Sleeping on the laundry room floor could be fun!
Seoul Travel Blog› entry 290 of 658 › view all entries
People i met here who contributed to, and improved my trip: Polina (Kazakhstan/Russia/Korea), Mukesh (India), Joon (South Korea)
Arriving into Incheon airport at 18.30, i eventually got onto an airport bus and was heading to the centre of Seoul a little after 19.00. I was dropped by Anguk tube station in Insadong, but had no idea of the direction i needed to be heading in, so went into a building to ask a security guard. His English was non existent, but he got what i wanted and managed to point me in the right direction, which i was very grateful for. I managed to get a bit lost in amongst a lot of small alleys when i was trying to find the hostel i wanted and eventually a Western couple helped me out and pointed me in the right direction, with the warning that the hostels seemed pretty busy due to some concert taking place in the capital.
The first hostel i reached was full, so i began to wonder onto the next one, but got the same reply. It was nearing 21.00, i was wearing a pair of shorts and it was beginning to get cold, so when i walked into Beewon Hostel and got told that the place was also full, i started to feel a little desperate. The receptionist, a very friendly guy named Joon, told me that he would call the other hostels listed in my book, but to my horror, all the responses also came back negative.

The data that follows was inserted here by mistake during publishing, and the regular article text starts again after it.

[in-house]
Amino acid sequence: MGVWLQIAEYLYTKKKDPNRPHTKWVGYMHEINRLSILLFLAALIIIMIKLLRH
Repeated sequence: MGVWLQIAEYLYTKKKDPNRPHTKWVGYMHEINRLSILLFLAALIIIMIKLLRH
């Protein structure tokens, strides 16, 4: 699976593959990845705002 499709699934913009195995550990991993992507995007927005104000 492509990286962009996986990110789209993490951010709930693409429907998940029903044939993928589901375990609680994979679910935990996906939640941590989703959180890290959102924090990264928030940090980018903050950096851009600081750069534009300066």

What happened next was my first real introduction to Korean hospitality, when Joon explained there was a small room upstairs where they stored the sheets and rather than sleep on the streets, he said i could sleep there for free instead! I immediately jumped at the chance without even checking the place out, but when i did take my bag up there, i found a little box room, with a heated floor and all the spare blankets and duvets that the hostel owned.
I arranged with Joon that i could stay in the room over the weekend and we agreed on 5,000won ($5) a night, in comparison to 17,000won ($17) in a 4 bed dorm. For this price i also got free laundry, internet, breakfast and tea and water all day. Anyone thats ever been to South Korea will know that this is an incredible bargain! So with my accomodation sorted, i decided to head out for the morning, but was disappointed to open the door on a grey and rainy day in Seoul. Ann had given me a fetching yellow raincoat in Taiwan, so i pulled this from my big ruck sack and trudged off into the gloom.
First stop was Changgyeonggung Royal Palace, which due to the rain no doubt, was basically empty. The complex contained several impressive buildings, a nice pond, botanical gardens and a stele containing Royal umbilical cords, which i found a little wierd. But the place made for an impressive introduction to the city. The birds were twittering in the trees, i managed to see some little squirrels and there were some ducks in the pond, who didn't seem too concerned about the constant drizzle! From here, there was a path that led into neighbouring Jongmyo Palace, so i wandered into there and saw much of the same, impressive renovated buildings and only a handful of people.